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Girls detonating bombs are coerced by Boko Haram

Nike Ijeoma, Director, Change Mangers Int’l Network

BY JOSEPHINE AGBONKHESE

Mrs Nike Ijeoma is the Executive Director of Change Managers International Network, an organisation that has since 1989 pursued vigorously the education of girls in Nigeria, particularly in the north. In this interview, she debunks claims that girls involved in suicide bombing in recent times are doing so in allegiance to Boko Haram’s religious extremism.

How far have you gone with making your objectives reality since 1989?

We’ve continued to be a strong voice. We actually go to rural areas to ensure girls are sent to school. We’ve seen quite a lot in the course of our work. For example, we’ve been to primary schools in Lagos State where students have neither tables no chairs but sit on tyres. What we do is source funds to develop these schools. We also train teachers to ensure they are developed enough to adequately develop children. We have a president in person of Mrs Felicia Onibon.

We also work in the area of gender development but focus strongly on education because we believe it is a primary agent of development for women, girls and the society at large.

Is the ongoing kidnap of school girls not a setback to your work?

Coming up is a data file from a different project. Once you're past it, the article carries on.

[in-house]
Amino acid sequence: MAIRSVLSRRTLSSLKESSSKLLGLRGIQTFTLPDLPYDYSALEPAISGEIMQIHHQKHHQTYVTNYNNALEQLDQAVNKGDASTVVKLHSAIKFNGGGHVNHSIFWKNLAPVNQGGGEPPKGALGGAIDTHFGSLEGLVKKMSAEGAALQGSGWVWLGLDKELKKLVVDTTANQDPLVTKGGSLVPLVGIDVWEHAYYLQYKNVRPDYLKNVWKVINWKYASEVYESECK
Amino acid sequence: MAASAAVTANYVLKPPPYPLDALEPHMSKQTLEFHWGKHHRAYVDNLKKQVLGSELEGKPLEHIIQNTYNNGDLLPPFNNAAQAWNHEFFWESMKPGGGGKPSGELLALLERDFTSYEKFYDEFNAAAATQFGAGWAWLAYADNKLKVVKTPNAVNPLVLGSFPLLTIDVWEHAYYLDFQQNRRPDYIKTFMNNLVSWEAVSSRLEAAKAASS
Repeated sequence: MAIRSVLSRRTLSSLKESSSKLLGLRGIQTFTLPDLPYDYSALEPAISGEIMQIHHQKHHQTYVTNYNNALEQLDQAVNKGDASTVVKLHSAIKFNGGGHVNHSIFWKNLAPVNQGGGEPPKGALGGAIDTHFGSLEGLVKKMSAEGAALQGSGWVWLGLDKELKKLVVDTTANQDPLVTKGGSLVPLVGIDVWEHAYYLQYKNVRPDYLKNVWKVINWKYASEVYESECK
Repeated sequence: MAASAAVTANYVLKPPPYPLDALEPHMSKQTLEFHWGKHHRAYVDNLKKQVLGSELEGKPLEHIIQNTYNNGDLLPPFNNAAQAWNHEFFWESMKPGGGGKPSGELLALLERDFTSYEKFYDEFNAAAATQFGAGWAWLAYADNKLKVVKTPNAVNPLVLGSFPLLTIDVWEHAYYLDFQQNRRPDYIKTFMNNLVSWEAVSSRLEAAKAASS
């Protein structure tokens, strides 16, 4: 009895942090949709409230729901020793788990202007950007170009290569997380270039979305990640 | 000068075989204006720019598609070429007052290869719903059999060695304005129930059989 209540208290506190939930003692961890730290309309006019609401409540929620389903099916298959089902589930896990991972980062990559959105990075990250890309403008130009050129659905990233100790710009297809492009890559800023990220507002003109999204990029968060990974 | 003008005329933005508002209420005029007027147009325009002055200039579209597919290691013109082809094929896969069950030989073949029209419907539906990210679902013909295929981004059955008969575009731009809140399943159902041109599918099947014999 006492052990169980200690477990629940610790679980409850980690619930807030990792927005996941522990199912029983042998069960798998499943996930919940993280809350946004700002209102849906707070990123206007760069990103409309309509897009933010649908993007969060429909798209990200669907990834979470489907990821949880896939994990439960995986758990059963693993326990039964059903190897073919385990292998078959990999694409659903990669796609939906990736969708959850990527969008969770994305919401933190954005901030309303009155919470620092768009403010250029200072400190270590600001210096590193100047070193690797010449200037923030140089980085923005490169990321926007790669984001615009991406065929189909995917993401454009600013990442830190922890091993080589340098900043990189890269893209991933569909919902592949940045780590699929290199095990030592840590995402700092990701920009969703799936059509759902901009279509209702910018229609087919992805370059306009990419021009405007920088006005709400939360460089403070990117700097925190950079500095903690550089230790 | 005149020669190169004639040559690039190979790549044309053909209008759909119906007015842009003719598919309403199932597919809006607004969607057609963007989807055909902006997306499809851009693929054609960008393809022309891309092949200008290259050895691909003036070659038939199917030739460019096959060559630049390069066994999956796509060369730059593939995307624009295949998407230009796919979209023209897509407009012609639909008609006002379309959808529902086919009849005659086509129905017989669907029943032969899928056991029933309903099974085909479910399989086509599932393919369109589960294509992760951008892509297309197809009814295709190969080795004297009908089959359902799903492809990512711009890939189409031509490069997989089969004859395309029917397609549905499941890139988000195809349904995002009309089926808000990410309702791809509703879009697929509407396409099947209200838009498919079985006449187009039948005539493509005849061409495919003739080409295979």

It’s so sad. I mean, it’s a very big contrast for us. You know, we go to stay-at-home Muslim women and encourage them to let their children go to school. You can imagine such a mother being told that the child she managed to allow to go to school got kidnapped in school.

It’s so sad and helpless because the situation is not one we can stop by ourselves. We can only generate awareness and get government to be more proactive.

What do you think of women and girls who now go about with explosives?

That’s appalling because I tell you, these girls do not know what is happening. They (Boko Haram) just load them with bombs and ask them to move.

Is that what you think or know?

That’s what I know. We’ve done a lot of interviews and research in the north through our workers over there. These girls are unaware of what they have on them but they have been kidnapped and therefore do not have a say. They cannot say no. Of course, no one wants to die!

But security agents have allegedly arrested women who recruit these suicide bombers, meaning these girls voluntarily choose to die as suicide bombers…

We have women who have been kidnapped for long and have been married to members of Boko Haram. So, some of these women, when told to go lure girls, cannot refuse because they know these men are high-handed.

You said earlier that you also promote gender development; what are you doing concerning women and the upcoming general elections?

Over the years, we’ve been round the country, training women so they will know how to lobby and present themselves in ways that men will give them the needed opportunity. Now, we’re focusing on enhancing female participation with an international group, the 100 Women Lobby Group, which is working worldwide to promote women in governance.

The group was first launched in Nigeria when Mrs Josephine Anenih was Minister for Women Affairs. It however went into oblivion after she left office. We’ve re-launched it with the current Minister for Women Affairs two months ago and I am the South-West Coordinator in Nigeria. We have people in every state. We are among accredited observer groups by INEC for the coming elections. We have young volunteers willing to monitor the elections.


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